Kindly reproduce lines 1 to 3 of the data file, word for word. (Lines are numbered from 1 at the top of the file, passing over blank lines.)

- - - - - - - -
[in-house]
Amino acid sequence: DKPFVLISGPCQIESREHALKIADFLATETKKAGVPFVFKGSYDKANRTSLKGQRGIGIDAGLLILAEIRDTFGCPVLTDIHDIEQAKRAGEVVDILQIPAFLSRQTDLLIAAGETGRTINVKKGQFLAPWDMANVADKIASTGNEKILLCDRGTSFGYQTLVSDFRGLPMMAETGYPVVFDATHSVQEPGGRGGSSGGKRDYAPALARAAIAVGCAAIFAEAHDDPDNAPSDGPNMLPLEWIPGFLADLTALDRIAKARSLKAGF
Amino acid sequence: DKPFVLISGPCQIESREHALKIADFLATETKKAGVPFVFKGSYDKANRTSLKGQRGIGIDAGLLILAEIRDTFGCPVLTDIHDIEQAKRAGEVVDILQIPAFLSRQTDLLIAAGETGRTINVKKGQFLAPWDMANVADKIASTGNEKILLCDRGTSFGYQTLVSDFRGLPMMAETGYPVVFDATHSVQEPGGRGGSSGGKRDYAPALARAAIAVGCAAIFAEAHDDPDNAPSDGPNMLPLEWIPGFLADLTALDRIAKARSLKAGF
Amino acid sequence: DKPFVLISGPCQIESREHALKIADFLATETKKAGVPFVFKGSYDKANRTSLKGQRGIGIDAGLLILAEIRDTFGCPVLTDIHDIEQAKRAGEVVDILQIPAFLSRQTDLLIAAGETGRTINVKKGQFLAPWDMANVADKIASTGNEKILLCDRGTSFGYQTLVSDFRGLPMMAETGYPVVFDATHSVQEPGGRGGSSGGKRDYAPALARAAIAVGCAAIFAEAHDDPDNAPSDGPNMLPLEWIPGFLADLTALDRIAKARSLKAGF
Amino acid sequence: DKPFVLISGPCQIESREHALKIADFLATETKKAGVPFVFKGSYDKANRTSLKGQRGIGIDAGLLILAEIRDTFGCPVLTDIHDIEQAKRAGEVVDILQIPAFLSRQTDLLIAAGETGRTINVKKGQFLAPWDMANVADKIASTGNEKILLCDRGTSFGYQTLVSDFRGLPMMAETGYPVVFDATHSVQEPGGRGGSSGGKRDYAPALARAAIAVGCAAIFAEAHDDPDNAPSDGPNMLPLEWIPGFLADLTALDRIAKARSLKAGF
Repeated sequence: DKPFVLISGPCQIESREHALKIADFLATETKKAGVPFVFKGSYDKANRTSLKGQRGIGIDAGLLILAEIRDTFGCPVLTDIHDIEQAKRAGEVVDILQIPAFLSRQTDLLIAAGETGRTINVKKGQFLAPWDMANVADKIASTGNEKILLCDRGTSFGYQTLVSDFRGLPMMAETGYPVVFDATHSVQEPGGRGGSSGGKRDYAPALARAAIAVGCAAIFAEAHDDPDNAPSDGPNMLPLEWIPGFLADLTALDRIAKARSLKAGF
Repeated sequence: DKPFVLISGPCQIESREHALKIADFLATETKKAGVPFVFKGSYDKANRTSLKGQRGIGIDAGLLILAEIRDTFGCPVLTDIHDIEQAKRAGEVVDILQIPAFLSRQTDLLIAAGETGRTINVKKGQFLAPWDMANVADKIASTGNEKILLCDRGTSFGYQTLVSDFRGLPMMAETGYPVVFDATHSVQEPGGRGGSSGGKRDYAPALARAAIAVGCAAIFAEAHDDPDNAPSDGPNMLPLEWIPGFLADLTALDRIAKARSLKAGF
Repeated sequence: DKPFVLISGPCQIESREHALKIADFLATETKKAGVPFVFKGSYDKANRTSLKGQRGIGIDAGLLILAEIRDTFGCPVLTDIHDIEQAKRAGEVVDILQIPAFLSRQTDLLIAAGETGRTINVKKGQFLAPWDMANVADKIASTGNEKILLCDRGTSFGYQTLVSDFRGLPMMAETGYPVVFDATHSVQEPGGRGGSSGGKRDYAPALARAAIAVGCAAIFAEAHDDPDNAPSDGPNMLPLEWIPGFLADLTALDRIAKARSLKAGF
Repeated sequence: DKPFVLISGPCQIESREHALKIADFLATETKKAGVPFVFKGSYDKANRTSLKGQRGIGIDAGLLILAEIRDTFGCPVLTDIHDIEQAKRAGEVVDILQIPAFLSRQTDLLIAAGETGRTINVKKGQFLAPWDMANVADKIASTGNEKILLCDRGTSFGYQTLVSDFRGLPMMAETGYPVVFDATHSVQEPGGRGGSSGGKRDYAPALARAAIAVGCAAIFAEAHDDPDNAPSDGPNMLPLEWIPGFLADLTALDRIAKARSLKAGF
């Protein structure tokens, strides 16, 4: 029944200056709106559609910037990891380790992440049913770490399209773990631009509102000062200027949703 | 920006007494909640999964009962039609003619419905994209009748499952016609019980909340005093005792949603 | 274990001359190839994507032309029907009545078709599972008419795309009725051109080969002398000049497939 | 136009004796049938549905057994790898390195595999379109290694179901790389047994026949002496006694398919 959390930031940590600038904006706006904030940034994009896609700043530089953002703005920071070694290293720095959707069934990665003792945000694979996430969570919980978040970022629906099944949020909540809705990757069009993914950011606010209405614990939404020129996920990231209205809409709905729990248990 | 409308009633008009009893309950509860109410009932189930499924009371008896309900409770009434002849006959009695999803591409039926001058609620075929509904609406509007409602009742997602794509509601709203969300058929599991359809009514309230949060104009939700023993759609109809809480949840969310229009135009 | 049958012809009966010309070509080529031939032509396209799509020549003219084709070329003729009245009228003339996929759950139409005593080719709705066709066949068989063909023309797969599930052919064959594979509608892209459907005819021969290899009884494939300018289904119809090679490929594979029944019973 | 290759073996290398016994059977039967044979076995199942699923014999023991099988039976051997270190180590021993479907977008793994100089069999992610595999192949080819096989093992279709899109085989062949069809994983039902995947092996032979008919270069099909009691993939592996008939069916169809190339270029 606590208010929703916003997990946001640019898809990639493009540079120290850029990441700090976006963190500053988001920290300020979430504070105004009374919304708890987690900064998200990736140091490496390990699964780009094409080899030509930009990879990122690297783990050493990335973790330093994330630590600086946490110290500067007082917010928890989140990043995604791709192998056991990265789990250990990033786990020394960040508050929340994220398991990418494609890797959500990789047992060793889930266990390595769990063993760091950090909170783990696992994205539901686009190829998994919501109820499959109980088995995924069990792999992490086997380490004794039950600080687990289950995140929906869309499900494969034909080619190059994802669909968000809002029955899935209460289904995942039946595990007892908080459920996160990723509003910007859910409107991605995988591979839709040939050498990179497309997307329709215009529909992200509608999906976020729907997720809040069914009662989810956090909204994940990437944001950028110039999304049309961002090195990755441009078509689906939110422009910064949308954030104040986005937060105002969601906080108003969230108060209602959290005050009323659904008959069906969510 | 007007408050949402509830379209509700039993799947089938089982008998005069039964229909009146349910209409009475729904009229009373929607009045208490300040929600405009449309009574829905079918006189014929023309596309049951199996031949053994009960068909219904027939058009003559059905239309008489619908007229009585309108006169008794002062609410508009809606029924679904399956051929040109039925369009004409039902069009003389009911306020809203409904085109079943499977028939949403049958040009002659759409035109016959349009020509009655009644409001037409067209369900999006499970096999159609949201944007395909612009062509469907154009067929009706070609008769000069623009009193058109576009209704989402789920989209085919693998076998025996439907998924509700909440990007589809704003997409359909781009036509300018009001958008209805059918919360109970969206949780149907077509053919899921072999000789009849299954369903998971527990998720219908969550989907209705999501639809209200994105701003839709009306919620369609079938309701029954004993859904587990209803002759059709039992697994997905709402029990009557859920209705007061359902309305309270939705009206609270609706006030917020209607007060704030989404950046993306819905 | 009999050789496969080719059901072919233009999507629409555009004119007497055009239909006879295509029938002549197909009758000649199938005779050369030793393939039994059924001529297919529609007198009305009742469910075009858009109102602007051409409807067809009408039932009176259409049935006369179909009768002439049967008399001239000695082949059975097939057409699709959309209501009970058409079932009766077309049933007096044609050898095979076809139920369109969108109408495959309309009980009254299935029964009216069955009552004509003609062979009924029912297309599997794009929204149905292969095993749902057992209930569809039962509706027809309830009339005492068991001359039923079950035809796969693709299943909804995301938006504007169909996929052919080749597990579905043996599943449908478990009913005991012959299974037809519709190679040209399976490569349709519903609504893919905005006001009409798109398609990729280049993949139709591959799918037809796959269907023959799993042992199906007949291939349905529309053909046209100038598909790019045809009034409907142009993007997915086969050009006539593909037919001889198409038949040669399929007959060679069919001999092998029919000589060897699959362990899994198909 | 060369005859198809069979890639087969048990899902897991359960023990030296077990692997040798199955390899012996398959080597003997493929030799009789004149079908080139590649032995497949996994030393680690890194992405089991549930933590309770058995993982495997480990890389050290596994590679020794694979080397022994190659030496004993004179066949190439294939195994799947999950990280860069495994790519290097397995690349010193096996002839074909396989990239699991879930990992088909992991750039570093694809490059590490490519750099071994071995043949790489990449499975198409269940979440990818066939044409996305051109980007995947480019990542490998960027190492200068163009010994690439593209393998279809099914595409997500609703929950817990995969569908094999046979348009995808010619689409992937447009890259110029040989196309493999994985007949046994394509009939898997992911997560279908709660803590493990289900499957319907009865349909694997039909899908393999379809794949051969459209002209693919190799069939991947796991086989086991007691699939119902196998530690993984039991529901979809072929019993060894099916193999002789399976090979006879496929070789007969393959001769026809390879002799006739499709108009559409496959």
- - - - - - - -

[in-house]
Amino acid sequence: DKPFVLISGPCQIESREHALKIADFLATETKKAGVPFVFKGSYDKANRTSLKGQRGIGIDAGLLILAEIRDTFGCPVLTDIHDIEQAKRAGEVVDILQIPAFLSRQTDLLIAAGETGRTINVKKGQFLAPWDMANVADKIASTGNEKILLCDRGTSFGYQTLVSDFRGLPMMAETGYPVVFDATHSVQEPGGRGGSSGGKRDYAPALARAAIAVGCAAIFAEAHDDPDNAPSDGPNMLPLEWIPGFLADLTALDRIAKARSLKAGF
Amino acid sequence: DKPFVLISGPCQIESREHALKIADFLATETKKAGVPFVFKGSYDKANRTSLKGQRGIGIDAGLLILAEIRDTFGCPVLTDIHDIEQAKRAGEVVDILQIPAFLSRQTDLLIAAGETGRTINVKKGQFLAPWDMANVADKIASTGNEKILLCDRGTSFGYQTLVSDFRGLPMMAETGYPVVFDATHSVQEPGGRGGSSGGKRDYAPALARAAIAVGCAAIFAEAHDDPDNAPSDGPNMLPLEWIPGFLADLTALDRIAKARSLKAGF